The final figures make for a pleasant surprise.
There has been much fretting about exactly what hardware will be required to run Windows Vista, but fear not my flock for we now have the official details and they aren’t bad at all.
Today two specifications lists were released, one which will simply enable the OS to get up and running (which we heartily don’t recommend using – masochists excluded) and another which will provide the full Vista experience (the resource heavy Aero interface included).
If you’re looking to drive yourself insane with slow loading times and stripped down graphics then all you will need to run is Windows ME – sorry, slip of the keys – ”Vista” is an 800MHz processor, 512MB RAM, a video card with Direct X9.0 support and at least 20GB of hard drive space. “Great!” I can hear some noobs thinking, but – trust me – don’t ever run Vista on a system like this… EVER.
Making Vista operate in its full OS X Tiger copying form however takes some not altogether unreasonable additional grunt. That works out as a 1GHz processor, 1GB RAM, a Direct X9.0 compatible video card with 128MB of memory for resolutions up to 1920 x 1200 or 256MB for resolutions above that and a 40GB HDD with a minimum of 15GB free post install.
Now the clear difference between Microsoft’s upcoming OS and previous generations is the extra focus of graphics hardware. In the past little more was needed than something with enough strength to power on a monitor while these days the additional visual garnish takes an obvious toll. Secondly, the emphasis has moved away from the processor (though we’d still recommend more than 1GHz under the hood) to RAM. Vista is going to be a heavy memory drain and will benefit from as much as you can throw at it. XP pretty much levels out after 1/2GB, by contrast we figure Vista is going to be in its element with 4GB+.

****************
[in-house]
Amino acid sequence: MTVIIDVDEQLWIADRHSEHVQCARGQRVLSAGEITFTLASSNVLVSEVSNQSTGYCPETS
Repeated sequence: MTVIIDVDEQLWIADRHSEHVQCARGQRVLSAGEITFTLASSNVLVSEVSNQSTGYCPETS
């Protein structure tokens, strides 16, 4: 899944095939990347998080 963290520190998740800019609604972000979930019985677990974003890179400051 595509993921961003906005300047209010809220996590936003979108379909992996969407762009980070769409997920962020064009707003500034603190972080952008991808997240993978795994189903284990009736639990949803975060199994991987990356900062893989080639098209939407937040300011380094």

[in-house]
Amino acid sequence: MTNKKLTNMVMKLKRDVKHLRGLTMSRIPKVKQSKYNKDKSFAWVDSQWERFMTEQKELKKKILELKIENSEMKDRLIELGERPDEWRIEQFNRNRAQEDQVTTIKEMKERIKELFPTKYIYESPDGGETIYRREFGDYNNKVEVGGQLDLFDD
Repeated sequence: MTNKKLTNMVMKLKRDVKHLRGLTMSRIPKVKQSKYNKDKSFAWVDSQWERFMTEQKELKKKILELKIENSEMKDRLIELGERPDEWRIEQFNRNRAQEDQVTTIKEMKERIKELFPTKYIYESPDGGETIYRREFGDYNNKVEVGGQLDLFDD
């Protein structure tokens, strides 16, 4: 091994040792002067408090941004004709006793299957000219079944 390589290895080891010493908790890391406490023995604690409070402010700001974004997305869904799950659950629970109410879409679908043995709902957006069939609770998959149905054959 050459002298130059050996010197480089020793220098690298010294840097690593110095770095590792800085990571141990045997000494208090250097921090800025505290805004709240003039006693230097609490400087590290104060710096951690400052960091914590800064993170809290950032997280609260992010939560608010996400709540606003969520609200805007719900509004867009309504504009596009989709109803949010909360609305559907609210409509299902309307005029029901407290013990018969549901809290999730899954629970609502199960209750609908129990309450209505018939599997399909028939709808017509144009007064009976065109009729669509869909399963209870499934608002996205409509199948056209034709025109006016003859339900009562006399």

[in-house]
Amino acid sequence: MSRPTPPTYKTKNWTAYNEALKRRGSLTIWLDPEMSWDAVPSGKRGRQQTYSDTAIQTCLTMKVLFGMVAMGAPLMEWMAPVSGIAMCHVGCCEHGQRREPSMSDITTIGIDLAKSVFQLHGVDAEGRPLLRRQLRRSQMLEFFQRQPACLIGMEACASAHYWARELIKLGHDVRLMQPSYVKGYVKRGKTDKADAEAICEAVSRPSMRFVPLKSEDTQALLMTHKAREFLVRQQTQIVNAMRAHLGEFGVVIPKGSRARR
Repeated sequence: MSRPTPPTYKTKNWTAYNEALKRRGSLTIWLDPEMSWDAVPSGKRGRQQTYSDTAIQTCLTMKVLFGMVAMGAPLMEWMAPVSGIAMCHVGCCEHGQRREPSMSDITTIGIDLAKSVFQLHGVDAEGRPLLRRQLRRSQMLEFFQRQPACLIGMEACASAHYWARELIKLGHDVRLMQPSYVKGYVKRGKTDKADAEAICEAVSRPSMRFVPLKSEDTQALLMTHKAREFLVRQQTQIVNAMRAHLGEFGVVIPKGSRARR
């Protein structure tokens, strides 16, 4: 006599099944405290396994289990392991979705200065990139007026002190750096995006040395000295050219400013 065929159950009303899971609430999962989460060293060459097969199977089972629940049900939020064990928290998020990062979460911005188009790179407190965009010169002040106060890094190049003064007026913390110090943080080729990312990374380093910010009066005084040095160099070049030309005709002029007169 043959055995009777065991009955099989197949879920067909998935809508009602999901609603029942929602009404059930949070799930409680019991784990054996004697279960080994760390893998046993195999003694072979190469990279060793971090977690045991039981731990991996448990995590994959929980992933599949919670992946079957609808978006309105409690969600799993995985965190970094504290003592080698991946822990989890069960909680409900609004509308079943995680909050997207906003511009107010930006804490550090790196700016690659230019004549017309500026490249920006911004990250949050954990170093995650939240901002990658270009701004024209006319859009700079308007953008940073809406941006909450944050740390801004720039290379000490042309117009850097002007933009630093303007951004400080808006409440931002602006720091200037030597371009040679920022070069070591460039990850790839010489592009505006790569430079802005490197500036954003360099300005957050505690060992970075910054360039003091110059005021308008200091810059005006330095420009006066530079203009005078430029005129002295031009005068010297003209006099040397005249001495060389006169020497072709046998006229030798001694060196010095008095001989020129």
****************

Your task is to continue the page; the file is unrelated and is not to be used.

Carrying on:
In sum, I think we can all breath a collective sigh of relief. Previous less optimised builds of Vista ran hideously slowly on even the most advanced hardware and rumours were running rife that we’d all need supercomputers just to make it boot. Ultimately, the long and short of it is most of you – especially considering you read a tech website – are likely to be able to run Vista with your current systems.
Whether you want to begin on what I like to term ”Hackers’ Christmas” (more commonly known as a Microsoft OS release day) is another matter entirely…